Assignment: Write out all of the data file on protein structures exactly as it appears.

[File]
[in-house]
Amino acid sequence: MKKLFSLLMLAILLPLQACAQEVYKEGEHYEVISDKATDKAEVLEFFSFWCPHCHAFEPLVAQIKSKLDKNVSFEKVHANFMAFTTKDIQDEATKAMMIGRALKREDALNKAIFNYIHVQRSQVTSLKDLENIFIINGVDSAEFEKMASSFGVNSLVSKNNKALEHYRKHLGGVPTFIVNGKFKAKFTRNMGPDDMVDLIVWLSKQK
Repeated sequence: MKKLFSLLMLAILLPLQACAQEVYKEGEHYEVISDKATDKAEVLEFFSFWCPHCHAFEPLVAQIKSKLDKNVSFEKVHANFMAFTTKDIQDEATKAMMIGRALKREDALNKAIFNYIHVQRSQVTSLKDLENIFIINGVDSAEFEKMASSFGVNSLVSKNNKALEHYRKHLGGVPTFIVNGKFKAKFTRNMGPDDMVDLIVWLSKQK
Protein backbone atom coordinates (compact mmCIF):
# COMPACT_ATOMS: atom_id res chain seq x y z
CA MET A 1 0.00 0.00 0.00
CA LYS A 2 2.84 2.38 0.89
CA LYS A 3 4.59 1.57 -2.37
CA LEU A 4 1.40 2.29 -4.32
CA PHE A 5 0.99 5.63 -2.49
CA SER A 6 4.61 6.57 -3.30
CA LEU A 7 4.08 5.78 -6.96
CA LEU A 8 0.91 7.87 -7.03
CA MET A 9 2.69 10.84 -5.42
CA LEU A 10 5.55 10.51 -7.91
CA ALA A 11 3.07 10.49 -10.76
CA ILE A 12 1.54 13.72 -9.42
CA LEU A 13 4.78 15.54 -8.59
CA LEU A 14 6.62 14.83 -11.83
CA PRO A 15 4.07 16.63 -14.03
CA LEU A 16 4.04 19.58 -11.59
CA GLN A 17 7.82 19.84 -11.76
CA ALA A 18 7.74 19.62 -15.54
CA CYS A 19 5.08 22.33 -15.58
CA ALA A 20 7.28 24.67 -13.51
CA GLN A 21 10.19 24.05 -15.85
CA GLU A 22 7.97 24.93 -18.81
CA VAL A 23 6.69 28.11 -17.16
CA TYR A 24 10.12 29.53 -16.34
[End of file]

[in-house]
Amino acid sequence: MKKLFSLLMLAILLPLQACAQEVYKEGEHYEVISDKATDKAEVLEFFSFWCPHCHAFEPLVAQIKSKLDKNVSFEKVHANFMAFTTKDIQDEATKAMMIGRALKREDALNKAIFNYIHVQRSQVTSLKDLENIFIINGVDSAEFEKMASSFGVNSLVSKNNKALEHYRKHLGGVPTFIVNGKFKAKFTRNMGPDDMVDLIVWLSKQK
Repeated sequence: MKKLFSLLMLAILLPLQACAQEVYKEGEHYEVISDKATDKAEVLEFFSFWCPHCHAFEPLVAQIKSKLDKNVSFEKVHANFMAFTTKDIQDEATKAMMIGRALKREDALNKAIFNYIHVQRSQVTSLKDLENIFIINGVDSAEFEKMASSFGVNSLVSKNNKALEHYRKHLGGVPTFIVNGKFKAKFTRNMGPDDMVDLIVWLSKQK
Protein backbone atom coordinates (compact mmCIF):
# COMPACT_ATOMS: atom_id res chain seq x y z
CA MET A 1 0.00 0.00 0.00
CA LYS A 2 2.84 2.38 0.89
CA LYS A 3 4.59 1.57 -2.37
CA LEU A 4 1.40 2.29 -4.32
CA PHE A 5 0.99 5.63 -2.49
CA SER A 6 4.61 6.57 -3.30
CA LEU A 7 4.08 5.78 -6.96
CA LEU A 8 0.91 7.87 -7.03
CA MET A 9 2.69 10.84 -5.42
CA LEU A 10 5.55 10.51 -7.91
CA ALA A 11 3.07 10.49 -10.76
CA ILE A 12 1.54 13.72 -9.42
CA LEU A 13 4.78 15.54 -8.59
CA LEU A 14 6.62 14.83 -11.83
CA PRO A 15 4.07 16.63 -14.03
CA LEU A 16 4.04 19.58 -11.59
CA GLN A 17 7.82 19.84 -11.76
CA ALA A 18 7.74 19.62 -15.54
CA CYS A 19 5.08 22.33 -15.58
CA ALA A 20 7.28 24.67 -13.51
CA GLN A 21 10.19 24.05 -15.85
CA GLU A 22 7.97 24.93 -18.81
CA VAL A 23 6.69 28.11 -17.16
CA TYR A 24 10.12 29.53 -16.34